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Promotion Contenders

Article from Phaze 1, June 1989

what exactly do promoters do, and are they worth the money?

From Live Aid to the Local, every gig has its promoter and, usually, its agents. But what function do these people actually perform, and are they genuinely good news for musicians?

WHEN I WAS IN the Sixth Form I helped stage a concert in the school hall. For one night only, I was a teenage concert promoter. It was hard work. There were any number of headaches — not least the fact that we lost money — but the event gave me an insight into the world of the concert promoter, the unsung figure running the show about whom so many stories (some of them true, some of them pure fantasy) circulate.

John Keenan has been a promoter at various levels for 12 years in and around Leeds. In the early '80s he put on a series of five annual two-day events called Futurama, which included such (as they were then) up-and-coming acts as U2, Simple Minds, PiL, Siouxsie & the Banshees, the Cult, Killing Joke, Sisters of Mercy, Joy Division and Echo & the Bunnymen. Since then he has run a number of venues in Leeds and has recently taken over a city centre pub as licensee, turning it into a popular nightly venue for smaller indie acts and local bands.

"The basics of promotion are the same whether you are promoting a little club, Wembley or Roundhay Park", says John. "The principles are that you get your venue, book your act, and get your production together, which is your staging and the PA system. Then you get your tickets and your advertising out, and once you've done all those things, ticket distribution and collection, then it's up to the people to come to the concert.

"If enough people come you'll cover your costs. If more, you make money; if less, you lose money. Those are the basic principles of promotion."

Things are rarely as simple as that, however. In addition to the promoter, there is an integral part of concert promotion known as the "agent". Essentially, an agent manages a band's live career. He finds a band dates and negotiates a fee with the promoter, taking a percentage cut from that. Many bands use the services of an agent because he is likely to know a lot of promoters and venues, and is often in a position to eke out the best deal for a band. And in any case, many venues and promoters will only work through an agent, so going it alone may not be an option.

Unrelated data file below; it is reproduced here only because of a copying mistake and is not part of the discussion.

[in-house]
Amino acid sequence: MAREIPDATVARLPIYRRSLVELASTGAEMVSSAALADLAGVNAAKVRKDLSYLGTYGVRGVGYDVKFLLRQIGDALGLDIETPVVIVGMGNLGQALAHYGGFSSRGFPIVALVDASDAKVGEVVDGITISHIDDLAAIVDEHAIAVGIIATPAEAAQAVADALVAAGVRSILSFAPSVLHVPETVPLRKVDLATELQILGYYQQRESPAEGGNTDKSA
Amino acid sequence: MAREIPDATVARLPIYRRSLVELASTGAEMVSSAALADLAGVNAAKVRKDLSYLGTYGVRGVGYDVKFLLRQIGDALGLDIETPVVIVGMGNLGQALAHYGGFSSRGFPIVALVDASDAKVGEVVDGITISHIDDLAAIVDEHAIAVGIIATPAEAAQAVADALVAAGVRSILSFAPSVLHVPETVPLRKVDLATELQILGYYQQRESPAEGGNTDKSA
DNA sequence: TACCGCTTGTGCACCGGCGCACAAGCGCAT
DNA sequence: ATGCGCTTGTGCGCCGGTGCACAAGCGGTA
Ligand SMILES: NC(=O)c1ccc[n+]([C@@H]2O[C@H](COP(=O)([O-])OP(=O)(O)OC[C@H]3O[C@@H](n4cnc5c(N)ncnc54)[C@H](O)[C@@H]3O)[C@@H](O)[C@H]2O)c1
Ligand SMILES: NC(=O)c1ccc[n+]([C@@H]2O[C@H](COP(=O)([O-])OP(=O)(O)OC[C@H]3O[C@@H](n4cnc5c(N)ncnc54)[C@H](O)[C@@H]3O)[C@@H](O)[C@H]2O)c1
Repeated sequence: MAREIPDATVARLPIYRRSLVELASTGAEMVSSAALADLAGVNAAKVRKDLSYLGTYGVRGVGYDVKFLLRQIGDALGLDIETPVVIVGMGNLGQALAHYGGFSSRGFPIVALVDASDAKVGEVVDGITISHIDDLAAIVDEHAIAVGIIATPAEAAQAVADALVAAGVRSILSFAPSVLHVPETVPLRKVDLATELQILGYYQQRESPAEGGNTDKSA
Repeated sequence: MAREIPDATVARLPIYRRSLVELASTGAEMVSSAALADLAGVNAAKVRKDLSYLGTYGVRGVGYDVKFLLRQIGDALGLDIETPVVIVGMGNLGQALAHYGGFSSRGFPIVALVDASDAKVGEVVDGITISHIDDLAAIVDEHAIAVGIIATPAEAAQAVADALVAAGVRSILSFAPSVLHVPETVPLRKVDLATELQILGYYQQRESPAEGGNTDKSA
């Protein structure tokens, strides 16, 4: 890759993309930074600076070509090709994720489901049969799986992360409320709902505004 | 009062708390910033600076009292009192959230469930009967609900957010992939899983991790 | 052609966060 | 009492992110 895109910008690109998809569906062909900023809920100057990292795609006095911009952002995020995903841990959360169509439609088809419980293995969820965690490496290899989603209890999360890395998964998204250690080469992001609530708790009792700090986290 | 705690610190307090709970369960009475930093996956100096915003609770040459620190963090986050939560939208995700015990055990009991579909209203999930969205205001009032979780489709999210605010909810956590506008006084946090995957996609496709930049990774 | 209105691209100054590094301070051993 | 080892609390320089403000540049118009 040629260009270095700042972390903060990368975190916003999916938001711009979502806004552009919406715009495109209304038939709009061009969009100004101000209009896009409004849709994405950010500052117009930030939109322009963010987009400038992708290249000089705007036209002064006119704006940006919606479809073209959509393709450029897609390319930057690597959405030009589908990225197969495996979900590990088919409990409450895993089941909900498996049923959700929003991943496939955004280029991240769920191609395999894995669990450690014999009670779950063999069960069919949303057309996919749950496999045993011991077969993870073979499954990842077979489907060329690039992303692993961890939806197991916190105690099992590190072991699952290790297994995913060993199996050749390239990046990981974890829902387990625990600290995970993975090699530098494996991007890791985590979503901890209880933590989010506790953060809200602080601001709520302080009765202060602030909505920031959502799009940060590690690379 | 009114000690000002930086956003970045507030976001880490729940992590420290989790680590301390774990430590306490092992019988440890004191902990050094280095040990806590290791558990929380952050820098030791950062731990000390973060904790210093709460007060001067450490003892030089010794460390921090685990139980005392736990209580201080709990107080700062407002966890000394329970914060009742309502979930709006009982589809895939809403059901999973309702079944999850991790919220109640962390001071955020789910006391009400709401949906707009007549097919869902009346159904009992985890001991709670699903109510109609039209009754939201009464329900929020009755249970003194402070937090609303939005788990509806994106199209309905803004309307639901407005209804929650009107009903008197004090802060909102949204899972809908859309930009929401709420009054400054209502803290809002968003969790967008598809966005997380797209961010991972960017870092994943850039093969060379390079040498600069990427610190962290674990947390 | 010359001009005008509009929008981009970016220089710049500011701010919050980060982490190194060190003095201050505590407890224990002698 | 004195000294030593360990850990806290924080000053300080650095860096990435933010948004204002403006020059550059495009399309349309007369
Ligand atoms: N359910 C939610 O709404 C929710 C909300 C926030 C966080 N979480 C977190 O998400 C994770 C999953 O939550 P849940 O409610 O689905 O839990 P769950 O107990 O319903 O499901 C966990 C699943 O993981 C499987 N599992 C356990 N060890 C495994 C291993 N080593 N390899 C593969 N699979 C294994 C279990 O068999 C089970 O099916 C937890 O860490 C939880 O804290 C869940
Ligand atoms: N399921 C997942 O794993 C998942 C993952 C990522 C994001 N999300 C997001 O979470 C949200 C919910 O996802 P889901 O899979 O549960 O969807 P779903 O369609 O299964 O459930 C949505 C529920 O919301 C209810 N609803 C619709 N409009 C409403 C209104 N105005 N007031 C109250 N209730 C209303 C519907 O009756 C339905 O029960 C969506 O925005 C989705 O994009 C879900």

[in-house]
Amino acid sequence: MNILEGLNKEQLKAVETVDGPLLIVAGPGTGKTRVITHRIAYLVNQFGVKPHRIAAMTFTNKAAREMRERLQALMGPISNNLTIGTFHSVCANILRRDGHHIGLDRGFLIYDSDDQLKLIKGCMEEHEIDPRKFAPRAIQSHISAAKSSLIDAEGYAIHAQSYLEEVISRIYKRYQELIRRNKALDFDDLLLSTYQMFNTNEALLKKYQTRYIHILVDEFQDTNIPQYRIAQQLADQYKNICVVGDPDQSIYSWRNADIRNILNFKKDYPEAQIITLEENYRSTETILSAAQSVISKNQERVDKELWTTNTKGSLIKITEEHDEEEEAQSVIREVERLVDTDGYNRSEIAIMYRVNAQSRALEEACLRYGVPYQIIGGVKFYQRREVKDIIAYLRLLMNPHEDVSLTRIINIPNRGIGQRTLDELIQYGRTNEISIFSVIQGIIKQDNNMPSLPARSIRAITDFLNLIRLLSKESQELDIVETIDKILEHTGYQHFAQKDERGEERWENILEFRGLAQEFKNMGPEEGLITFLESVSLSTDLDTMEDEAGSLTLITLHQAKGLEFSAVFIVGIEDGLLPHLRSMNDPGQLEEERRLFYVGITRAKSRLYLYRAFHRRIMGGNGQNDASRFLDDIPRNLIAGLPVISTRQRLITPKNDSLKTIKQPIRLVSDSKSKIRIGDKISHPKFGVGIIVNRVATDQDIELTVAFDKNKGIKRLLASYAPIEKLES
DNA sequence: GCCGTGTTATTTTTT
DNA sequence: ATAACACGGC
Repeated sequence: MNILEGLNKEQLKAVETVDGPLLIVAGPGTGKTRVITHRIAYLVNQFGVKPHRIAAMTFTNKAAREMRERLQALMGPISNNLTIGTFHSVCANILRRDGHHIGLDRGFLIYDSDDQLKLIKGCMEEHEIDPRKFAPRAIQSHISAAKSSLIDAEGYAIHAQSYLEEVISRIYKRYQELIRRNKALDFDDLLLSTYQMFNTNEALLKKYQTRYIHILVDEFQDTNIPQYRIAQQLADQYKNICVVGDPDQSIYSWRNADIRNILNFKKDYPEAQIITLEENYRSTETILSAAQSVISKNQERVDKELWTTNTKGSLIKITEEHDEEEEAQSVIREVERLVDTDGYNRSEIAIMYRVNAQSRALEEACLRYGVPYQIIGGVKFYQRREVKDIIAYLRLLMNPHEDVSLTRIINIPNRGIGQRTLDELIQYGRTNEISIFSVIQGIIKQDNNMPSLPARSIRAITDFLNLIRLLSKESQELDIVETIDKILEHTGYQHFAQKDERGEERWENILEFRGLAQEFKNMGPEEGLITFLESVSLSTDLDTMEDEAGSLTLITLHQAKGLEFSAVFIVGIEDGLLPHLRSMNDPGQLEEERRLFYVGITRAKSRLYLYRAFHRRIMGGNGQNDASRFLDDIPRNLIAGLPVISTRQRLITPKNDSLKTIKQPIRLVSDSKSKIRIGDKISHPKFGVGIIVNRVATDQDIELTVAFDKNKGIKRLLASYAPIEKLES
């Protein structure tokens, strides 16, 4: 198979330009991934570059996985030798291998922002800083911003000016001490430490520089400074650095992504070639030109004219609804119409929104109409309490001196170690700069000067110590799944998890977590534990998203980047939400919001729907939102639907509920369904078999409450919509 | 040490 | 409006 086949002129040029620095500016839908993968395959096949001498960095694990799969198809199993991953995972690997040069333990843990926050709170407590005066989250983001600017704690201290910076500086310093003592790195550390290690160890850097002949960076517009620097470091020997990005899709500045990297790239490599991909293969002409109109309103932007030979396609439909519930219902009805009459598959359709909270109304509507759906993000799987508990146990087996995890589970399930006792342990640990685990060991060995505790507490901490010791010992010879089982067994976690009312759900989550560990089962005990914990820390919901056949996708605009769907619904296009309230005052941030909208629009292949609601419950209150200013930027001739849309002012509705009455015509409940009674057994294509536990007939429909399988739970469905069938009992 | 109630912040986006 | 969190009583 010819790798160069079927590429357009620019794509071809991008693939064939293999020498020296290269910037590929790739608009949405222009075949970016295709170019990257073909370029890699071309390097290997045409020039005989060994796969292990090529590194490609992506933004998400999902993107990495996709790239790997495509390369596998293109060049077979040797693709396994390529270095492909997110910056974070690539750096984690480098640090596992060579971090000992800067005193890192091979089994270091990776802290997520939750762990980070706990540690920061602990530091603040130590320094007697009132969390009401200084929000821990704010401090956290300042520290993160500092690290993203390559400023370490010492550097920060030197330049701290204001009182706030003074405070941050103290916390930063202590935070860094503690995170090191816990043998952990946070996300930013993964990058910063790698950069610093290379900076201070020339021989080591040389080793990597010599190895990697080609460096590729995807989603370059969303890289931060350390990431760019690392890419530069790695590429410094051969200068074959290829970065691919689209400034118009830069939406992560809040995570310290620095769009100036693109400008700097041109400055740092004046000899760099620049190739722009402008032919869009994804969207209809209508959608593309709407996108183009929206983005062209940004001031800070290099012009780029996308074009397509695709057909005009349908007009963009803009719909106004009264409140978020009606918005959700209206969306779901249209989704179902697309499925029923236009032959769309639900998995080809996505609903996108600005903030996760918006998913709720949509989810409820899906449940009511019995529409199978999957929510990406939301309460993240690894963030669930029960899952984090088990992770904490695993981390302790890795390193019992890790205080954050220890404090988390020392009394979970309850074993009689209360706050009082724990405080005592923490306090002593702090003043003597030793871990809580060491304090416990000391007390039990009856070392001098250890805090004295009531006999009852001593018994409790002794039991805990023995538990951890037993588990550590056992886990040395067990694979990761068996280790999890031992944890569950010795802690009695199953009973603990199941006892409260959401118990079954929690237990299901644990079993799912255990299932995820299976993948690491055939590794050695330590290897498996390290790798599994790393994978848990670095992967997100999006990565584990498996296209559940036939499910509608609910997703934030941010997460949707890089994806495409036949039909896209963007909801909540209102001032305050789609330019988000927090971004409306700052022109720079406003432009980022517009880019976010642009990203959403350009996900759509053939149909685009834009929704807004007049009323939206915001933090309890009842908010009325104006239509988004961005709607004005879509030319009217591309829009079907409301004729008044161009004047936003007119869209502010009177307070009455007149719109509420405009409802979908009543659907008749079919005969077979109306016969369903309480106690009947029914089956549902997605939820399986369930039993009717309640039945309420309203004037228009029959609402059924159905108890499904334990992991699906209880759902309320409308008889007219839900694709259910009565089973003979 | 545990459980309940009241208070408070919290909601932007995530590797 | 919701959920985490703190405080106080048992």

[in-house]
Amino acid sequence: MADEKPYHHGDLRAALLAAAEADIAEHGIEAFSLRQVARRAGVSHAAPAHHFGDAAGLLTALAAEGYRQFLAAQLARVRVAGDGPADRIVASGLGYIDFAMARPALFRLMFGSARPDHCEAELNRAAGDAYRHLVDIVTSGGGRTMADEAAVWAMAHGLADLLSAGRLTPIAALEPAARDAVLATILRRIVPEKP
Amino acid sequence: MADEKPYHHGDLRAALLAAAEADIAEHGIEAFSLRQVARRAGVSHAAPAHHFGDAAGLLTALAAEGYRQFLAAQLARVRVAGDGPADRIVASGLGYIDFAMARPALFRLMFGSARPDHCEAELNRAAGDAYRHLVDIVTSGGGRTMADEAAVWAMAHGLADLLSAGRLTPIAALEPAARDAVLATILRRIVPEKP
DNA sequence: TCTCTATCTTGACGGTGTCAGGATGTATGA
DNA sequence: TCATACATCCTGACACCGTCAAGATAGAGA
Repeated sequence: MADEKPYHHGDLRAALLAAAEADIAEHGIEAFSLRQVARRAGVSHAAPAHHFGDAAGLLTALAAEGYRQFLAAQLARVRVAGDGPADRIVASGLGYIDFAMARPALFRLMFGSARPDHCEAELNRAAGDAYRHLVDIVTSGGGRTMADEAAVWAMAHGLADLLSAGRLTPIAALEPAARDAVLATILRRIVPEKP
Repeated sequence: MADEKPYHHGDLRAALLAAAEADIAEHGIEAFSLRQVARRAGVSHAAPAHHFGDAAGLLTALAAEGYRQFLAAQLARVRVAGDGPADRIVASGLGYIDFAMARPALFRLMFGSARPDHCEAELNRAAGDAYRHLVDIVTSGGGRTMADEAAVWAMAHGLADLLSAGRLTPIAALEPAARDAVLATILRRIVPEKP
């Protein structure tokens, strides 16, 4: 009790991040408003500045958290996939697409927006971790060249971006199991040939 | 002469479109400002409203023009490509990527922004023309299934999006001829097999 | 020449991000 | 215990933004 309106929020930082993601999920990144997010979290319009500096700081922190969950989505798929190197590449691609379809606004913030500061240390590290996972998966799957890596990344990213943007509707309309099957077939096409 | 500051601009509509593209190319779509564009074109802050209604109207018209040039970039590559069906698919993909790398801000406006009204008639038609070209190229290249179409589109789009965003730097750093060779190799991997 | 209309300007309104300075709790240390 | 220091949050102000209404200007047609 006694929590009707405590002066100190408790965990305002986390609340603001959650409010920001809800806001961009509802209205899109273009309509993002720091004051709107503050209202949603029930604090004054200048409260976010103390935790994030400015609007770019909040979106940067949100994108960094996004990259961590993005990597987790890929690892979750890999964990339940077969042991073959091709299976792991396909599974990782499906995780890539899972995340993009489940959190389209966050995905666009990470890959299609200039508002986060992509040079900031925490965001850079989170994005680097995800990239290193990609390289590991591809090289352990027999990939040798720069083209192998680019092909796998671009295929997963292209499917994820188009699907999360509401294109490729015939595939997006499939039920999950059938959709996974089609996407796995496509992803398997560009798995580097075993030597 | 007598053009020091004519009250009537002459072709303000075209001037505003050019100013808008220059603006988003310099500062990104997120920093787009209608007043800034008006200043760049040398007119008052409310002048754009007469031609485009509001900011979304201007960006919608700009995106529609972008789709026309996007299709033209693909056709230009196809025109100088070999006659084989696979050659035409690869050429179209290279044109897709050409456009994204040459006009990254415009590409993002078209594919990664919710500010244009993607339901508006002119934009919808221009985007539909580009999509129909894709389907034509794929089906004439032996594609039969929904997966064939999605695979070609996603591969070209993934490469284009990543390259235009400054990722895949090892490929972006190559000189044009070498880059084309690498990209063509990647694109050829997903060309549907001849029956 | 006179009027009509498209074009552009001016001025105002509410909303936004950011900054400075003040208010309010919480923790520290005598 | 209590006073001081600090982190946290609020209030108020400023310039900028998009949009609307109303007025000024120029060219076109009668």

The role of an agent is sometimes so fundamental that even the choice of support band is taken out of the hands of the promoter. Often it is written into the headliners' contract, and on major tours it is common practice for support bands to pay for the privilege of playing, in the hope that the money will be recouped through future record sales, gigs, and all-round exposure.

So the moment you feel ready to start gigging seriously, sign with an agency. Too often, bands without agents get hideously ripped-off, and can in effect end up paying for their own gigs through charges for PA hire and venue booking fees that they had not anticipated.

John Keenan pinpoints the importance of an agent for a young band. "A promoter is more willing to take a semi-heard of band from an agent than he is direct from the band", he says, "because he knows that if he loses on that band by taking a chance, then if it's a reasonable agent, he'll get a better deal on another band at a later date."

But agents are in business to get bands gigs. And to do so, they will use any means they can.

"Agents are salesmen selling bands to promoters, and they have all sorts of tricks", reveals Keenan. "They could offer you a big name at a cheap price, say as a warm-up date, and you take the bait and then they ask you to take two other bands you've never heard of, or slightly heard of and don't think can do the business. You know they are not worth the fee, but you're getting Billy Idol or whatever so you think: OK, I'll take them. Then your Billy Idol date gets pulled and you're stuck with two concerts you've already advertised for these two bands, and if you pull out you lose faith with your public and they have no confidence in you, and you lose the agent even though he's done the dirty on you. Later on you find that Billy Idol and his management didn't know anything about it — it was just an agent's trick."

And that isn't the only trick agents can pull. Pity the poor promoter that books a band who, the agent assures him, will be having a record out (complete with press campaign and associated general fuss) around the time of their gig. As the day of the gig approaches, the record fails to appear and the campaign evaporates into thin air. This can be particularly upsetting for promoters because, as regional promoter Dave Hall of DNA Promotions says, the timing of concerts is crucial to their success: